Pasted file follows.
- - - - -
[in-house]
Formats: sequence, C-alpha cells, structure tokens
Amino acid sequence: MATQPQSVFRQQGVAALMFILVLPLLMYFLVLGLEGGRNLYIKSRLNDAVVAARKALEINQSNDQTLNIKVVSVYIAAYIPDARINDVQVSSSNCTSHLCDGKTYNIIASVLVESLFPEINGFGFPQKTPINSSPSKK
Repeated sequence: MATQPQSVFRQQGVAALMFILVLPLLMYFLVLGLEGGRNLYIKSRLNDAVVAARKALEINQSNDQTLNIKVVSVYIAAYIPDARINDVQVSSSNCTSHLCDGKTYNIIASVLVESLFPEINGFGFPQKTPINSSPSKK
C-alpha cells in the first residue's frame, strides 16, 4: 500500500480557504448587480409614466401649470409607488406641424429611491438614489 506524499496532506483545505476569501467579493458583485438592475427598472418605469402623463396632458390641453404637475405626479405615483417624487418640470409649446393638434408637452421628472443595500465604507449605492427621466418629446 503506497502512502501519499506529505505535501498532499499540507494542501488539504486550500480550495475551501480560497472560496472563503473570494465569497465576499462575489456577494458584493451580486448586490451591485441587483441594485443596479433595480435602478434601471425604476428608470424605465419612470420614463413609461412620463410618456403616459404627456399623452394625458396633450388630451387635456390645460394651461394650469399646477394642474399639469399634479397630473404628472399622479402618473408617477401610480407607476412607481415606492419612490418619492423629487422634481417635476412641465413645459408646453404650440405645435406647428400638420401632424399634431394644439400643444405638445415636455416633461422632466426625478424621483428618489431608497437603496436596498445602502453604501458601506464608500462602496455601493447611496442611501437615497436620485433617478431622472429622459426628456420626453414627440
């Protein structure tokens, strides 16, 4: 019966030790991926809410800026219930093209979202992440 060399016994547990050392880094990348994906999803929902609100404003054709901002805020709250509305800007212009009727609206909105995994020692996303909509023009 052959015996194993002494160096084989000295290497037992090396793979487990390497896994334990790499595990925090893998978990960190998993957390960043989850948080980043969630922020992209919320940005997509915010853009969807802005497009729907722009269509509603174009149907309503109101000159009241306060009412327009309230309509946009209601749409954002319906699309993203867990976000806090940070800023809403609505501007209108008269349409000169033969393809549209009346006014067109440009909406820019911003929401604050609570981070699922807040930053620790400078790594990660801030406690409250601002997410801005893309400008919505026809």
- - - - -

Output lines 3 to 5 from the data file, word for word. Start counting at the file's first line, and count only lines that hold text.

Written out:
Amino acid sequence: MATQPQSVFRQQGVAALMFILVLPLLMYFLVLGLEGGRNLYIKSRLNDAVVAARKALEINQSNDQTLNIKVVSVYIAAYIPDARINDVQVSSSNCTSHLCDGKTYNIIASVLVESLFPEINGFGFPQKTPINSSPSKK
Repeated sequence: MATQPQSVFRQQGVAALMFILVLPLLMYFLVLGLEGGRNLYIKSRLNDAVVAARKALEINQSNDQTLNIKVVSVYIAAYIPDARINDVQVSSSNCTSHLCDGKTYNIIASVLVESLFPEINGFGFPQKTPINSSPSKK
C-alpha cells in the first residue's frame, strides 16, 4: 500500500480557504448587480409614466401649470409607488406641424429611491438614489 506524499496532506483545505476569501467579493458583485438592475427598472418605469402623463396632458390641453404637475405626479405615483417624487418640470409649446393638434408637452421628472443595500465604507449605492427621466418629446 503506497502512502501519499506529505505535501498532499499540507494542501488539504486550500480550495475551501480560497472560496472563503473570494465569497465576499462575489456577494458584493451580486448586490451591485441587483441594485443596479433595480435602478434601471425604476428608470424605465419612470420614463413609461412620463410618456403616459404627456399623452394625458396633450388630451387635456390645460394651461394650469399646477394642474399639469399634479397630473404628472399622479402618473408617477401610480407607476412607481415606492419612490418619492423629487422634481417635476412641465413645459408646453404650440405645435406647428400638420401632424399634431394644439400643444405638445415636455416633461422632466426625478424621483428618489431608497437603496436596498445602502453604501458601506464608500462602496455601493447611496442611501437615497436620485433617478431622472429622459426628456420626453414627440